Councillor brings cemetery concerns to council

GUYSBOROUGH: Councillors in the Municipality of the District of Guysborough (MODG) discussed what options they have in relation to cemetery maintenance.

During the municipality’s regular monthly council meeting on Nov. 17, District 7 Councillor Rickey McLaren, advised he had been receiving inquiries from his constituents around the topic, and if the municipality had anybody doing this.

“And I told the ladies, that I don’t think so,” McLaren said. “They wanted to know if we would hire students to mow the grass and to keep it half decently kept.”

The councillor indicated that within his own district, there are eight cemeteries that require upkeep.

“It would cost an arm and a leg to have somebody hired to do this,” McLaren said. “But they insisted that I bring it up before council, so I told them I would bring it up.”

In response, Warden Vernon Pitts suggested the issue be brought up during the municipality’s planning session.

“Maybe council should be looking at hiring a number of students, through the summer,” Pitts said. “It certainly is something that should be up for discussion.”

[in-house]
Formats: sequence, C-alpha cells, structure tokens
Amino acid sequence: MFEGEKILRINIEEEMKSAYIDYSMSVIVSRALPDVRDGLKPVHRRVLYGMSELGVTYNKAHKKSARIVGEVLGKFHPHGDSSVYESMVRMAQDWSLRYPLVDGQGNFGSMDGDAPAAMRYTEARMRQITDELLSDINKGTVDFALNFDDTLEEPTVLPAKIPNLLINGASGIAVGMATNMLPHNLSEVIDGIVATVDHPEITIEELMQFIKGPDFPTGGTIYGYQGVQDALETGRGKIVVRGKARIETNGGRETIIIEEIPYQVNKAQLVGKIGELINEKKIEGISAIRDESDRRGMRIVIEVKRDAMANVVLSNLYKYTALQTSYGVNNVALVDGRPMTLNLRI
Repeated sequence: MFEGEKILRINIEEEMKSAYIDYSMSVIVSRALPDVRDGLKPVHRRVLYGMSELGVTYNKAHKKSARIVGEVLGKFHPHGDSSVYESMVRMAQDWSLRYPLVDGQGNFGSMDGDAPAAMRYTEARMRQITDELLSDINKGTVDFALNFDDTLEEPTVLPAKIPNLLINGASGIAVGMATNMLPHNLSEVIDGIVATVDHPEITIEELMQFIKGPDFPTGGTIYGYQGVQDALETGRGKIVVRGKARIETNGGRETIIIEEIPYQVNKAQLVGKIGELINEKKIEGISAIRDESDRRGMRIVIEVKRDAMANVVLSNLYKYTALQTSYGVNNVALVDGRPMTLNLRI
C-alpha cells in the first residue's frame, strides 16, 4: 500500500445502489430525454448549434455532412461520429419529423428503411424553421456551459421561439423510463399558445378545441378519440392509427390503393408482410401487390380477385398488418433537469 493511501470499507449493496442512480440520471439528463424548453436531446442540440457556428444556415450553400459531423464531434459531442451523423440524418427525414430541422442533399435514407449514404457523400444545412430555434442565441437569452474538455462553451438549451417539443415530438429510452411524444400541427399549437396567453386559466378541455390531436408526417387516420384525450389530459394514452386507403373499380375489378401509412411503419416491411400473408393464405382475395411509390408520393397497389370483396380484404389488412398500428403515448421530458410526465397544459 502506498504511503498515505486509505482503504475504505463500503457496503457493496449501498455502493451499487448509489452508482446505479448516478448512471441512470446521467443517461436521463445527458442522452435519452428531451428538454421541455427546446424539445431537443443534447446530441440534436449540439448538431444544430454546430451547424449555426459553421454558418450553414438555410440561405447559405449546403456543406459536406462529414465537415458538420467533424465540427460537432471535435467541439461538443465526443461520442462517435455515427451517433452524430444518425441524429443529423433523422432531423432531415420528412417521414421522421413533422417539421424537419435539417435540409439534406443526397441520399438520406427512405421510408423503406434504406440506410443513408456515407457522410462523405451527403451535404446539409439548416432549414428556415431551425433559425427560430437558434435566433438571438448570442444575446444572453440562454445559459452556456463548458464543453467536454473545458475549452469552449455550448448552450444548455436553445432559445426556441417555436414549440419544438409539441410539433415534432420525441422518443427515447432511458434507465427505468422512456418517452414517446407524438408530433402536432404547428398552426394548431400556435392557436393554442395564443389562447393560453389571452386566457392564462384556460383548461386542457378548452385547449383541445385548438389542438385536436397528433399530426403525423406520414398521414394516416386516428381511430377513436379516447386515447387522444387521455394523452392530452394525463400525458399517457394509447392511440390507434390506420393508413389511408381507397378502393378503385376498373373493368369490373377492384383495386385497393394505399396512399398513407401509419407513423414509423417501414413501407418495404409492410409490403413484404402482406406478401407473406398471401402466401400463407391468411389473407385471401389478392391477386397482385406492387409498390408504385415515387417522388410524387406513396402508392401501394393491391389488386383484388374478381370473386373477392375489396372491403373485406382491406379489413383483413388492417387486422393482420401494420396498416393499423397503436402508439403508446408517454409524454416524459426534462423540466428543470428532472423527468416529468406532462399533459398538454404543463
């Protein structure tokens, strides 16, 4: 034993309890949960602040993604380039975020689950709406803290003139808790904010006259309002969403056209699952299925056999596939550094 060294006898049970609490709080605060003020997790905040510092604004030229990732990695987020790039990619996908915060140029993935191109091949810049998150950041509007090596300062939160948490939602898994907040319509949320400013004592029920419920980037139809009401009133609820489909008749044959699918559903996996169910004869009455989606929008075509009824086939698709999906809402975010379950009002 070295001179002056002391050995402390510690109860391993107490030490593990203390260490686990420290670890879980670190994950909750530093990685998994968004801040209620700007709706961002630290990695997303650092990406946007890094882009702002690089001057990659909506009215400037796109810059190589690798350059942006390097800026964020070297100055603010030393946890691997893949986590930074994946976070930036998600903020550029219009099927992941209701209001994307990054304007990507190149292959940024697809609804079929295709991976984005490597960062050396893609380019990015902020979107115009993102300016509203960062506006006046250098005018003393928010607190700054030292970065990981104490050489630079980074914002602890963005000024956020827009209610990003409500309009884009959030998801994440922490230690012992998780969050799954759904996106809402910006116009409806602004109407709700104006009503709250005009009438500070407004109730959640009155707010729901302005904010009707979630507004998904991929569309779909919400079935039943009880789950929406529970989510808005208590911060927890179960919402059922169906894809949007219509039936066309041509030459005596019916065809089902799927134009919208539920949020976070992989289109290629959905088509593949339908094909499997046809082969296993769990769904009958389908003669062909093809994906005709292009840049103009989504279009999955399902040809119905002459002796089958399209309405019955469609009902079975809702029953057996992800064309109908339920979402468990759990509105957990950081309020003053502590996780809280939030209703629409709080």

Speaking on what occurs in Little Dover, Deputy Warden Janet Peitzsche advised council their parish has a levy, that’s $50 a year from each parish member, to look after the maintenance.

“To pay for somebody to look after the graveyards,” Peitzsche said. “We’ve started doing that, maybe the last four years, and it works excellent. The graveyard has never looked better.”

Following up on her point, she noted she wasn’t sure if every parishioner or every family gives to the cemetery fund, but it works and they have enough money pooled.

“Since they’ve taken that on, the difference in our graveyard and how well kept it is,” Peitzsche said. “I don’t know how much it would cost to do, or what size graveyards you have, but it may not take a whole lot of dollars.”

District 3 Councillor Neil DeCoff explained within his district there is an actual cemetery fund.

“When there is a death, a lot of people will make a donation to the cemetery fund,” DeCoff said. “And we hire one young person who does the church grounds, and we have another person who does the graveyards.”

Councillor McLaren suggested he didn’t believe it would be practical to have a staff member carry out the maintenance for all of the municipality’s graveyards as the number of actual cemeteries throughout the municipality would be pushing 100.